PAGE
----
Sunday, Chargers bosses and young quarterback Marcus Mariota will be in the same vicinity.
The last time that happened, the football world went stark-raving bonkers.
Long story short, when word leaked two winters ago that Chargers bosses planned a scouting trip to Oregon, where they would work Mariota out and dine with him two weeks before the 2015 NFL draft, media and fans said an epic trade was brewing.
The Bolts, the thinking went, would trade Philip Rivers to the Tennessee Titans. Just like that. Here’s Philip. Our franchise.
In return, San Diego would get draft picks. Why? So they could use Tennessee’s No. 2 pick on Mariota, the former Oregon star, and acquire other prospects.
Wow. Juicy stuff.
Meet Mike McCoy, Chargers head coach and resident de-bunker of speculation.
“There was never any discussion of trading anybody,” McCoy said this week. “That never even crossed our mind.”
By “anybody,” McCoy meant Rivers.
“We were not considering trading anybody,” the coach added.
Mariota, for his part, acknowledged to San Diego reporters this week that visions of lightning bolts weren’t dancing in his head as he dined with Chargers general manager Tom Telesco and McCoy in April 2015.
“Honestly, it was a quick deal,” Mariota said of the meeting. “It was something that kind of happened. They had talked to me about certain scenarios that possibly could happen. But, I wasn’t too concerned about it.”
San Diego held the No. 17 pick, and by the time Bolts leaders met with Mariota, Telesco would say after the draft, it was established in NFL circles that Mariota would be selected far sooner.
The Chargers did make a Draft Day trade, but it was to advance two picks to No. 15, where they selected Wisconsin running back Melvin Gordon.
Both Telesco and McCoy have said they appreciated Mariota working out for them so late in the process.
“Any time you have an opportunity to work out for a team, it’s an interview,” Mariota said. “We didn’t know how certain things were going to unfold. I just wanted to make sure that I did my best to present myself in the best way to any team.”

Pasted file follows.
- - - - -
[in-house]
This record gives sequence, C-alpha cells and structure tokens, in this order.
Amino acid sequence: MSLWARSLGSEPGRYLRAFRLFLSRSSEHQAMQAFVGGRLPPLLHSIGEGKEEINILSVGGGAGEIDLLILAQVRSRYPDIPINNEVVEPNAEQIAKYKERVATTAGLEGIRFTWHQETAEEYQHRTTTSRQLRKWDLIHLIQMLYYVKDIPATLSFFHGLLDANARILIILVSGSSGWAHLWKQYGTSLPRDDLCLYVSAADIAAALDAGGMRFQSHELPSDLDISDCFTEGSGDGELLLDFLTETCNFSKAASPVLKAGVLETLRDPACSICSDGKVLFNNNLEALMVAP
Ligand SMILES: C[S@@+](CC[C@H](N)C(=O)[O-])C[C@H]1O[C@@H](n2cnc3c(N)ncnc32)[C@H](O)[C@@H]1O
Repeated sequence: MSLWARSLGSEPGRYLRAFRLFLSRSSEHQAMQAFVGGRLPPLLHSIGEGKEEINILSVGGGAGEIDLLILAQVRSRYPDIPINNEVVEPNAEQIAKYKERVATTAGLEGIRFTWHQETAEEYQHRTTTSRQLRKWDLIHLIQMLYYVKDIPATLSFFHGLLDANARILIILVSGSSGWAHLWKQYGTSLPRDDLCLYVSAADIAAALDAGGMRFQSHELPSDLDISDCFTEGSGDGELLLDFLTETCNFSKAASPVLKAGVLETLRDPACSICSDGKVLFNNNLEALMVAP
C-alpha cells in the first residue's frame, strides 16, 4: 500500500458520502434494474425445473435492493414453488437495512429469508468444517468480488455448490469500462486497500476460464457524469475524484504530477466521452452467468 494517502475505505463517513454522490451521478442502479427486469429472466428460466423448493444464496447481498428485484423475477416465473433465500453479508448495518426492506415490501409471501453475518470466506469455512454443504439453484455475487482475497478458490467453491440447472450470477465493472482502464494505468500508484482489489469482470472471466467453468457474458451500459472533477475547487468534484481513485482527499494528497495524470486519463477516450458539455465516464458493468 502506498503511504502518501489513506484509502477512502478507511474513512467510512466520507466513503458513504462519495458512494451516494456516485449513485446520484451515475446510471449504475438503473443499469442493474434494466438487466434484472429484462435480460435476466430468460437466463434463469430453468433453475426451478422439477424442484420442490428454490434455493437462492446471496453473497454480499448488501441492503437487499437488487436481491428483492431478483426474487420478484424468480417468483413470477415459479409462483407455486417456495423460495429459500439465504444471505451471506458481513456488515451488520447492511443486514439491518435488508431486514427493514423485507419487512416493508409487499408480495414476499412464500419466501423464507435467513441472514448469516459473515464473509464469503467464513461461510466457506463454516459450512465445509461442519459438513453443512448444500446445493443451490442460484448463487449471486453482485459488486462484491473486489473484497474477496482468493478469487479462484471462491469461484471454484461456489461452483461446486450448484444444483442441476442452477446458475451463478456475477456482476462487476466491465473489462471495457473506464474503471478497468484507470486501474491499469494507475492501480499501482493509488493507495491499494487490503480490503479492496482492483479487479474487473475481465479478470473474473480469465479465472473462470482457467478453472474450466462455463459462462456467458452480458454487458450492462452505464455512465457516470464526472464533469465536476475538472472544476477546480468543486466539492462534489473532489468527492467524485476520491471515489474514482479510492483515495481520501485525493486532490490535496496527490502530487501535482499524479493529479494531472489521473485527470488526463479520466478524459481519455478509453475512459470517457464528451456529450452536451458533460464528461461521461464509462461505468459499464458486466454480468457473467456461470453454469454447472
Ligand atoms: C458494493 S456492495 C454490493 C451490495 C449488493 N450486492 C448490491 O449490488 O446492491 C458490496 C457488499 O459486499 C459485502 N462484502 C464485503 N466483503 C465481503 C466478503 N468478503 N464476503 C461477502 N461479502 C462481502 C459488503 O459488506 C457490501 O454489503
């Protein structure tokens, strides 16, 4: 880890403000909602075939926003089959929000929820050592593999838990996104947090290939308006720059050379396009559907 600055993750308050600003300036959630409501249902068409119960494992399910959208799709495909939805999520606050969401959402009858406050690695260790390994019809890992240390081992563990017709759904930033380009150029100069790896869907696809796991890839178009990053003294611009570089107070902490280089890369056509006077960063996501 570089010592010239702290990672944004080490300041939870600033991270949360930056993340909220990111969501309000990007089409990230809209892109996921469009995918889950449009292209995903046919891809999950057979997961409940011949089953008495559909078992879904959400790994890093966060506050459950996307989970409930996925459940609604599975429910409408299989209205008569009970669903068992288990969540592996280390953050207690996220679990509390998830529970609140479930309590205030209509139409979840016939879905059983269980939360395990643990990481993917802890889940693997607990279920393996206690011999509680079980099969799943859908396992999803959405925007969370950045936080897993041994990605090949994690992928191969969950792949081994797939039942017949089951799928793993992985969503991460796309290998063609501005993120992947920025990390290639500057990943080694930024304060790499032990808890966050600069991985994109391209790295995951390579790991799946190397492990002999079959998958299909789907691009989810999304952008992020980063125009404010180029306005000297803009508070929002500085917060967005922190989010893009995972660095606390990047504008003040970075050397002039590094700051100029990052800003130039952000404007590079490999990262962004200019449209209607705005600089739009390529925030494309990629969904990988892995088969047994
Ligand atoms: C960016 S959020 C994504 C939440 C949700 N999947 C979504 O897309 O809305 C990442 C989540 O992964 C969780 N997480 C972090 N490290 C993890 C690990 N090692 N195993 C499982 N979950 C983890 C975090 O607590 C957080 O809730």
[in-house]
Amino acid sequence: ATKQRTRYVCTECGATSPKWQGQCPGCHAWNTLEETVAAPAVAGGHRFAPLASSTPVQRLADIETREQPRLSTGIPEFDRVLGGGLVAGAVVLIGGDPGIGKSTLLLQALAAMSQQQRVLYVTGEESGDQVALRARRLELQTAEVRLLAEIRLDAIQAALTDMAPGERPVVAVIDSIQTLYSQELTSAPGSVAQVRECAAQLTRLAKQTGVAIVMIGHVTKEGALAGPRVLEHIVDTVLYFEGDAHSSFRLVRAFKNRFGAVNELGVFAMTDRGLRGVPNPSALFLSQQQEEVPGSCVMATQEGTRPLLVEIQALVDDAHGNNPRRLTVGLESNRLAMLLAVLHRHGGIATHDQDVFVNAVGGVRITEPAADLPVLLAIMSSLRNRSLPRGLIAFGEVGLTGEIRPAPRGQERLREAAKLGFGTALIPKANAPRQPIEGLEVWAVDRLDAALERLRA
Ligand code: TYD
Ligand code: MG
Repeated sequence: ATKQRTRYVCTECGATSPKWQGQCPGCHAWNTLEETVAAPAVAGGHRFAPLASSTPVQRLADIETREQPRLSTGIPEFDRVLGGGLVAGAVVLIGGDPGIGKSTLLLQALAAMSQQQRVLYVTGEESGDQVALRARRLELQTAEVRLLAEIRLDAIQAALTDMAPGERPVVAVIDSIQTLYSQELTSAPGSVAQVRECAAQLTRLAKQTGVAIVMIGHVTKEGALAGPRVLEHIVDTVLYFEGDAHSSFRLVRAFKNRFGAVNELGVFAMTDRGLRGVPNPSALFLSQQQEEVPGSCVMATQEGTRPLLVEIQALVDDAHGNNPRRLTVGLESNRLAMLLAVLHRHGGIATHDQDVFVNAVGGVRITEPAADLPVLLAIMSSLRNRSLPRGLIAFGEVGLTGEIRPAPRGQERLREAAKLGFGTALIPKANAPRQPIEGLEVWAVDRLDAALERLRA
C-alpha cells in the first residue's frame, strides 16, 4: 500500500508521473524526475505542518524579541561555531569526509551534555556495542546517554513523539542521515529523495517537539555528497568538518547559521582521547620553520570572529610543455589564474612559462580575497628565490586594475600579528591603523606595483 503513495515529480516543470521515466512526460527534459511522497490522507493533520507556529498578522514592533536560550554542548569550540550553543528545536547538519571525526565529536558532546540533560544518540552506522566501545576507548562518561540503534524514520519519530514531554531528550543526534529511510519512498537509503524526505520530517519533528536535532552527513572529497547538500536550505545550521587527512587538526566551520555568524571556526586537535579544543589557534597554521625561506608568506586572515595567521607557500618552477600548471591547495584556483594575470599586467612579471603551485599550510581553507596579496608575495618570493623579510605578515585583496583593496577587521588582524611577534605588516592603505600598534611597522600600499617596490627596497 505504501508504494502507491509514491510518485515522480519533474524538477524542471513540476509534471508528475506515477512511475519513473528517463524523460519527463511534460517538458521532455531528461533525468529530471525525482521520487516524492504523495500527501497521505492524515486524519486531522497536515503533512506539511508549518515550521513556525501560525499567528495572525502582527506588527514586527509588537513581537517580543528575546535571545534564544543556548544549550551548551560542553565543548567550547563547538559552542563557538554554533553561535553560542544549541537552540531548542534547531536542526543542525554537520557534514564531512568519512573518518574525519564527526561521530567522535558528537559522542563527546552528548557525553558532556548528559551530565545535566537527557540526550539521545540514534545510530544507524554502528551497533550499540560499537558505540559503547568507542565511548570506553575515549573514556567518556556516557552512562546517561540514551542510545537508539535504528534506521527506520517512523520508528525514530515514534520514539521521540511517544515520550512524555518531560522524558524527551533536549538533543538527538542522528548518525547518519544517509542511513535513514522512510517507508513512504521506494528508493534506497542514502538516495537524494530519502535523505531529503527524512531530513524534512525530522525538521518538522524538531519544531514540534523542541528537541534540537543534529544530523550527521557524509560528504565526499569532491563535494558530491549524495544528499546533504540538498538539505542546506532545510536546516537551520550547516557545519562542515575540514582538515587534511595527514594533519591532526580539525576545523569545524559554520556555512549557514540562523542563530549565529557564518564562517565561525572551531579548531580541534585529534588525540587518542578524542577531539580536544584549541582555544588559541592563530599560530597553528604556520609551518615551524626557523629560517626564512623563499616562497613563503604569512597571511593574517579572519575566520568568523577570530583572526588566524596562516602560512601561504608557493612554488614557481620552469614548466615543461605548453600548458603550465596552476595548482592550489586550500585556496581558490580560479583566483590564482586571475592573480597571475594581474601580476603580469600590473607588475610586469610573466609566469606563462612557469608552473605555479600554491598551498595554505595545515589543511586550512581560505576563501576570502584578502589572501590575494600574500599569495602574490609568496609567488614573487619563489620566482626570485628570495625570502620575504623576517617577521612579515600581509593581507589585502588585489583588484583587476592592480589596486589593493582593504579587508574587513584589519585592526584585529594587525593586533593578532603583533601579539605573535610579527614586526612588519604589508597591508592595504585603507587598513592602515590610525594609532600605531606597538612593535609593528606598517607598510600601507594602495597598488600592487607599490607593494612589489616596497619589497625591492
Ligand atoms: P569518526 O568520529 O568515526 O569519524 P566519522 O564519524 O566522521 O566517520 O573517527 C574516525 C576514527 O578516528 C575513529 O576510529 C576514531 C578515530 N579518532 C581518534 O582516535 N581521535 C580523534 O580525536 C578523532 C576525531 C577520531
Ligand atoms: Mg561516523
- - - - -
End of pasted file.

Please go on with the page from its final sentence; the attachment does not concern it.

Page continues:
Mariota said he’s happy with how it turned out.
“I love Nashville, I love this organization,” he said. “I’m very fortunate that they gave me an opportunity to play here.”
Chargers connections to Mariota also include offensive coordinator Ken Whisenhunt and Rivers.
Whisenhunt was Tennessee’s head coach when the Titans drafted Mariota second overall.
“He’s a great young player,” said Whisenhunt, who was fired last November after a 1-6 start. “He’s mentally very good, and works very hard at it. And, obviously, he can beat you throwing it and running it from what I’ve seen of him.”
When Mariota trained in Carlsbad before the draft, Rivers provided him pointers on footwork and other matters.
“He spent some time going through drops and being under center, talking ball and talking coverages – certain things he was seeing and that he had to go through when he was transitioning to the NFL,” said Mariota, who at Oregon directed a shotgun-heavy, up-tempo offense that seldom huddled. “So, I was very privileged to have that opportunity, and I look forward to playing against him on Sunday.”
Telesco and McCoy said that, even though they had no intention of trading Rivers, who was under contract through 2015 and could have been retained through at least 2017 via the franchise tag, the chance to work out a top-flight quarterback prospect was well worth the effort.
“Because when you watch film, from the outside, you can say, ‘Oh, this guy was open,’ – well, that may not have been in his progression,” said McCoy, a former college quarterback. “Or, he may not have been coached certain things.
“So, it’s always nice to go out and work the guy out,” the coach said. “You talk through the progressions and how they do things. And, really, you get to know a little about the person. Not just the athlete. But the person and what kind of guyw they are.”
Locking up their own quarterback, the Chargers would sign Rivers through 2019 and give him a no-trade clause, per the $83.25-million extension they issued in July 2015.
Since then, Rivers, 34, has missed no meaningful games. He has put impressive statistics for the most part, though the Chargers have gone 7-17.
Mariota, whom Whisenhunt named the starter entering the 2015 season, missed four games last years with a knee sprain and, in his 12 starts, directed the Titans to their only three victories.
This year, he has played every game. The Titans, led by a strong ground game and Mariota, who has completed 63.3 percent of his passes, compiled a 95.5 passer rating and averaged 6.9 yards per rush, have gone 4-4 to exceed their victory totals of either 2014 or 2015.
McCoy said the dinner in Oregon left him with an even more favorable opinion of Mariota, 23.
“A player who loves football,” he said. “Loves to prepare. Just wants to show up and work every day. He’s not one of those guys that wants to be on the podium, getting all the credit. He just wants to play and be with his teammates.”